New York State, including the East End of Long Island, is celebrating the centennial of the woman’s suffrage movement that resulted in American women being granted the right to vote. The 19th Amendment to the U.S. Constitution was ratified on August 18, 1920.
Recognizing this momentous occasion has had many local historians, descendants, scholars and authors, including NYU Journalism Professor Brooke Kroeger, author of “The Suffragents: How Women Used Men To Get the Vote,” and Antonia Petrash and Arlene Hinkemeyer, offering lectures on local history and publishing new books. An exhibition is also on view at the Tom Twomey Gallery at the East Hampton Library. Ladies of Liberty – A Musical Revue, presented by the Rogers Memorial Library, Southampton Historical Museum, League of Women Voters of the Hamptons, and Southampton Arts Center, will celebrate the milestone through song on Sunday, November 19 at Southampton Arts Center. Valerie diLorenzo will headline, with Amanda Borsack Jones as Musical Director.
One local suffragist recognized with a historical marker in front of her home (117 Main Street, across from the First Presbyterian Church) is Mae Groot Manson (died 1917). Manson spent summers in East Hampton with her husband, Thomas Lincoln Manson. The couple believed in the suffrage movement and their activism was instrumental in bringing the cause from Seneca Falls to Long Island. A portrait of Manson done by John Singer Sargent in the late 1800’s as a house warming gift is now considered by some to be a masterpiece.
The League of Women Voters of the Hamptons recently celebrated with a re-enactment of a suffrage rally that took place in East Hampton in August of 1913, beginning in front of Manson’s home. The march showcased the efforts of women who marched 100 years ago from New York City to Albany and Washington, DC in an effort to bring the right to vote to women.
According to Petrash in her book, “Long Island and the Woman Suffrage Movement,” American women fought for 72 years for the right to vote…”Many remarkable ladies on Long Island worked tirelessly during this important civil rights movement. The colorful and exceedingly wealthy Alva Vanderbilt Belmont was undoubtedly the island’s most outspoken and controversial advocate for woman suffrage. Ida Bunce Sammis, vigorous in her efforts, became one of the first women elected to the New York legislature. Well-known Harriot Stanton Blatch, daughter of Elizabeth Cady Stanton, worked with countless other famous and ordinary Long Islanders to make her mother’s quest a reality.” Petrash is also the President and founder of the Long Island Woman Suffrage Association, Inc.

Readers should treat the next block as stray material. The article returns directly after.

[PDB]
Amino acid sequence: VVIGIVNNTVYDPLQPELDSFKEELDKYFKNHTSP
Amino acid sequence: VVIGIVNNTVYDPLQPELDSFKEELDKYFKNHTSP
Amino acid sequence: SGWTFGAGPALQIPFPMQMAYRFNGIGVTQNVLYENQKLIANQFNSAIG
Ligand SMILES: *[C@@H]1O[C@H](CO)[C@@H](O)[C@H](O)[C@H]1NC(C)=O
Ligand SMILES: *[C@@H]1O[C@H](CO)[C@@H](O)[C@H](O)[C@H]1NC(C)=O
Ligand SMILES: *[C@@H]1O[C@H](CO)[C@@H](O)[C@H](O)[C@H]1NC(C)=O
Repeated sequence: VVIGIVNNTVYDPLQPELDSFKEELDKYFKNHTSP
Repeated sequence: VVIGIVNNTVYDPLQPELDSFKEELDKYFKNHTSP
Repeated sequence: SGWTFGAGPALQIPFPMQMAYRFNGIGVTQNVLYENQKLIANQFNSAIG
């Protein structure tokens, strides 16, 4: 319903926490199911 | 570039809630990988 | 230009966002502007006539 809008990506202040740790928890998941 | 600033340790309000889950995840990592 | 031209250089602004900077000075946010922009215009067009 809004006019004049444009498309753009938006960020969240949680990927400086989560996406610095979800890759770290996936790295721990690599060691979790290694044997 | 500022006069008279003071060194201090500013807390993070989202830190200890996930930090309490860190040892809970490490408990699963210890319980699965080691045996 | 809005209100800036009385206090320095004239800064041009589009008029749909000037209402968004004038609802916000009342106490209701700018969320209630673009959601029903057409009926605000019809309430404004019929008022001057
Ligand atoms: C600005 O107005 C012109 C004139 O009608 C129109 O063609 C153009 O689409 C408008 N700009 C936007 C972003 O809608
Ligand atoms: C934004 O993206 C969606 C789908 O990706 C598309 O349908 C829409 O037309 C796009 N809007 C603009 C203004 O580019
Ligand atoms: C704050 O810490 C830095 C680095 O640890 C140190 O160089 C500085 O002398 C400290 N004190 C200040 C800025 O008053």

For generations of young women who may not have paid this extraordinary achievement much attention, think again – what we consider a constitutional right which many ignore by not voting was achieved by the hard work, dedication and commitment of ordinary women who insisted women’s voices be heard.
For those that have witnessed a female candidate run for the office of President, remember perhaps the most recognizable name among suffragists, Susan B. Anthony, it is not just a coin! Anthony was born in Massachusetts and devoted her personal and professional life to women’s issues. Although not at the Seneca Falls convention, Anthony’s tireless devotion to women’s rights led her across the country to activate women to seek the vote. Along with Elizabeth Cady Stanton, they published “The Revolution,” which became “the official publication of the National Woman’s Suffrage which they had formed to fight for a federal constitutional amendment giving all women the vote.”
According to the New York State Suffrage Commission, “Based in Rochester, Anthony continued to travel and campaign for suffrage; she also worked with Stanton, Matilda Joslyn Gage, and Ida Husted Harper on their History of Woman Suffrage. In 1892, she became president of the National American Woman Suffrage Association, an office which she held until 1900. That same year, the University of Rochester was forced to accept women students after Anthony raised $50,000 for that cause, including the value of her own life insurance policy. Anthony continued to serve as an inspiration for the following generation of suffragists who won the vote in an amendment they named after her, the Susan B. Anthony amendment, in 1920.”
It is remarkable that 100 years later that there are still components of our society where women’s voices are ignored on both a national and international level, however, in the U.S. a woman’s right to vote and have a say in who leads our country is a hard-won battle that should never be forgotten or taken for granted.